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Why Your Company Isn't Worth 20 Times Earnings
Wall Street's ups and downs don't affect the value of private businesses

Watching the gyrations of the stock market is enough to turn a business owner green with either envy or nausea, depending on which way prices are heading. When stocks are going up, does it mean your company could be worth more than 20 times earnings, too? When stocks are down sharply, as they were last month, does that mean your company is suddenly worth 20% less than it was earlier this year?

The answer is no on both counts. Business brokers say stock prices have little short-term bearing on the value of your company. "We don't even pay attention to it except for our own personal finances," says Brad Zastrow, president of Premier Business Group, a brokerage in Buffalo Grove, Ill.

Cash flow remains the primary factor in valuing a small business, because someone buying a company will be responsible for real expenses -- debt, operating expenses, and other routine costs. So, unlike Wall Street, an owner can't pay 10 times revenue, because he won't make payroll. In addition, the owner will want a decent cash return on investment, plus a generous salary for himself. "Many people who are buying a business are literally buying a job," says Bob Evans, president of the American Business Group brokerage in Dallas, so they're very careful not to overpay. "It's much more rational than the public market."

You might see valuations expand toward public-market levels if you own a somewhat larger company -- $10 million or more in annual revenue -- and you find a "strategic buyer" seeking quick entry to a new market. But those deals are often one of a kind, so you can't just slap the same valuation on your company. What's the upward limit? Evans, who is also president of the Texas Association of Business Brokers, pegs it at around six times cash flow for larger, more-established small companies. By contrast, the average public company at midyear sold for more than twice that level, according to Zacks Investment Research.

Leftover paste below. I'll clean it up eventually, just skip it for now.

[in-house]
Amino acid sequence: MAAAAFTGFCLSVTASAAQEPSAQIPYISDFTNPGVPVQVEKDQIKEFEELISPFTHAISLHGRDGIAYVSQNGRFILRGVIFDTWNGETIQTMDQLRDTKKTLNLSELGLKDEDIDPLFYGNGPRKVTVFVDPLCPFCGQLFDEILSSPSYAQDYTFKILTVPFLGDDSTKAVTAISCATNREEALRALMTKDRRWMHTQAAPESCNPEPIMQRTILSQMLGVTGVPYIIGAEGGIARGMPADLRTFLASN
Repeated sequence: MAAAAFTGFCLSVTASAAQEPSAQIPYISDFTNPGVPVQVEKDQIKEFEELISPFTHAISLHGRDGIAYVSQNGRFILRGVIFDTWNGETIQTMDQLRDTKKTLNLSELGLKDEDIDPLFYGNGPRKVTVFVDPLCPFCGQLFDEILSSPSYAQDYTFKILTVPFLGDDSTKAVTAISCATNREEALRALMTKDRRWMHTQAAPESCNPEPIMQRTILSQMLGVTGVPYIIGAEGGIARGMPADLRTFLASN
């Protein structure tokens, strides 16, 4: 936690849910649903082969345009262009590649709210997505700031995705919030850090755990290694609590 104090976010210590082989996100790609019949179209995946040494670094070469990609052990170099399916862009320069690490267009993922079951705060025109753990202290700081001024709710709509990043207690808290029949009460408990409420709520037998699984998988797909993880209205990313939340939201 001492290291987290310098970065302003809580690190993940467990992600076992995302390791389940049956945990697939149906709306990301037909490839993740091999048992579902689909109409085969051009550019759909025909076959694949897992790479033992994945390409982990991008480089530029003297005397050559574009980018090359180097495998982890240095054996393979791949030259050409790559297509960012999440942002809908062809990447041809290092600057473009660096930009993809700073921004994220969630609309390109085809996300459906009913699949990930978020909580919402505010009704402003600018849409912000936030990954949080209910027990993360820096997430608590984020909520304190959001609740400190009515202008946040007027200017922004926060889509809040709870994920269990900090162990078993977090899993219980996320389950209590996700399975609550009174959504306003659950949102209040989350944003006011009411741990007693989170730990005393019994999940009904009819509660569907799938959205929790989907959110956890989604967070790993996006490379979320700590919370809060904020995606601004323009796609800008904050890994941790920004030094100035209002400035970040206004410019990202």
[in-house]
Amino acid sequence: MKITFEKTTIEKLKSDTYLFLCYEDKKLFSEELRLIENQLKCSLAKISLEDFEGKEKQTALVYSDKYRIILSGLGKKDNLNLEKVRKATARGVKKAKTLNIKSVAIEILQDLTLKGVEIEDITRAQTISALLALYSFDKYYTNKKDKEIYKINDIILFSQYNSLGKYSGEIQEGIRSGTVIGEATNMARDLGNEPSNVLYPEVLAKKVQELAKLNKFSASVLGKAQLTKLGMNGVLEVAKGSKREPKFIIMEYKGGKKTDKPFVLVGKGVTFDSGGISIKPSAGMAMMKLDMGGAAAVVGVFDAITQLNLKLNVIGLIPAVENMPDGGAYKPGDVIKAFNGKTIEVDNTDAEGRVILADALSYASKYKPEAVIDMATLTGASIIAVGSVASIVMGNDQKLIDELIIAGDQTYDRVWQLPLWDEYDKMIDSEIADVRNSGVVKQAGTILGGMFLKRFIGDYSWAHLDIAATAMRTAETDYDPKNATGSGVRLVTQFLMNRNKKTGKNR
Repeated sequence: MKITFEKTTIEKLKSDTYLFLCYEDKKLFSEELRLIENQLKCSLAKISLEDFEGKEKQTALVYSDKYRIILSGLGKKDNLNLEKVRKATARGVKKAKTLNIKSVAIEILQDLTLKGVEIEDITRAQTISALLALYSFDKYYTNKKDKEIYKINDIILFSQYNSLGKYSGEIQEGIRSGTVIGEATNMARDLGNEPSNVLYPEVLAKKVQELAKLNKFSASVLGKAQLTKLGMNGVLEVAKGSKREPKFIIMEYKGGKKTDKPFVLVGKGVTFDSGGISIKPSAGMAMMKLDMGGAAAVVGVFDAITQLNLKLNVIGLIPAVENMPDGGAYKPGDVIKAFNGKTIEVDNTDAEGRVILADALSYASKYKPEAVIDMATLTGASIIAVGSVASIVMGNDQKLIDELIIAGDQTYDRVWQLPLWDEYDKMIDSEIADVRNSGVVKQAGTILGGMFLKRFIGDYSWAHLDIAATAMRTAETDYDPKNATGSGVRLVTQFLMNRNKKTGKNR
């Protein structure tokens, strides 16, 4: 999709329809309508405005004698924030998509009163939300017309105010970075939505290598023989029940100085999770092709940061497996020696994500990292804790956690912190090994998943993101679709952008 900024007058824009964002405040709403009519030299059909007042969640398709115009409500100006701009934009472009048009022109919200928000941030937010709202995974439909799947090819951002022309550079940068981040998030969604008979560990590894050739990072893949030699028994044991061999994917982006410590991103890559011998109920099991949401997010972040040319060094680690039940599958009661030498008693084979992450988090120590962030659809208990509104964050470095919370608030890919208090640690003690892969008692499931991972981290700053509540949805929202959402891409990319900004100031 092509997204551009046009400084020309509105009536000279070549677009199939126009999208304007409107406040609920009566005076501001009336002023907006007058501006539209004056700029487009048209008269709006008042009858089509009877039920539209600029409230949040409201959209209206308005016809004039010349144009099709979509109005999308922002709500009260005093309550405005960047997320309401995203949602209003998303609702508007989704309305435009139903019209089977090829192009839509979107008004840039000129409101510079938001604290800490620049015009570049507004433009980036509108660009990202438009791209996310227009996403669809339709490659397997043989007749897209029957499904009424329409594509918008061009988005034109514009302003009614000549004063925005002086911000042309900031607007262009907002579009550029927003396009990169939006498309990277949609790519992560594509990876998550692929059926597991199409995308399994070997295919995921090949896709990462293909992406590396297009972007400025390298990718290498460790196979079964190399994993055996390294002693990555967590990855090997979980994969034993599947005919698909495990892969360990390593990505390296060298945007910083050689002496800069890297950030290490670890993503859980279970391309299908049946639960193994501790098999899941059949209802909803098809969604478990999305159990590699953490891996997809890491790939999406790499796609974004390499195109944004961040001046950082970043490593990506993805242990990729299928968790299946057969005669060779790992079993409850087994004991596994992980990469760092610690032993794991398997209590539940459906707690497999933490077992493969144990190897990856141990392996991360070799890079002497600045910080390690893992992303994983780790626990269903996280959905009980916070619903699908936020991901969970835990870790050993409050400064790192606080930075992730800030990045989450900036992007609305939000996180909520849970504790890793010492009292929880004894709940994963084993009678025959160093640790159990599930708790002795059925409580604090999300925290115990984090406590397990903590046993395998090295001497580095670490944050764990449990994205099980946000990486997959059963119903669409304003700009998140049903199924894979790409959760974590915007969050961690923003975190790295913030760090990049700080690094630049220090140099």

Sometimes, the movements of the stock market can be contrary indicators for small-business values, with rising stock prices siphoning off buyers of private companies. After all, Zastrow notes, buying a small business is risky, complicated, and requires hard work. Why bother when stocks have been rising 20% or more per year since the end of 1994? In fact, Zastrow says his staff had been hoping stocks wouldn't rebound so quickly from their August sell-off, because the lower returns might make owning a private company more attractive.

Another cap on small-business prices is the increasing sophistication of buyers, says Stephen LandŽ, president of New England Business Brokers Inc. in Burlington, Vt. A decade ago, buyers rushed in with money they made from the market and real estate. "They way, way, way overpaid," Lande says. Today, he says, "buyers are getting better advice. People want to know what they're getting for their dollar."

The result, of course, is lower valuations, and thus lower prices for your business than you'd get from the public market. Is that fair? Sure, say the brokers, owning a small business is riskier because it's more likely to get wiped out by big competitors.

The flipside is that while the strong market doesn't inflate the value of your business, the sudden plunges don't mean that your company is worth less than it was a few days before. Unless the market is forecasting a general recession, your cash flow and your company's value should remain intact. The fact is, many big market moves are utterly meaningless. Benjamin Graham, the legendary Wall Street investor, was famous for suggesting that owning stocks is like going into business with a moody partner named Mr. Market who offers each day to buy you out or sell you his stake -- with the price varying wildly according to whether he is feeling optimistic or worried.

There's no similar way to track small-business prices, but one indication of strong demand comes from VR Business Brokers in Newport Beach, Calif. The firm reports that prices in some sectors are rising at double-digit rates over last year, and sales of small businesses are taking an average of just 174 days this year, compared with 192 days in 1997. Not exactly a day trade, but then, you don't have to endure the tirades of a manic-depressive partner like Mr. Market.

By Rick Green in New York

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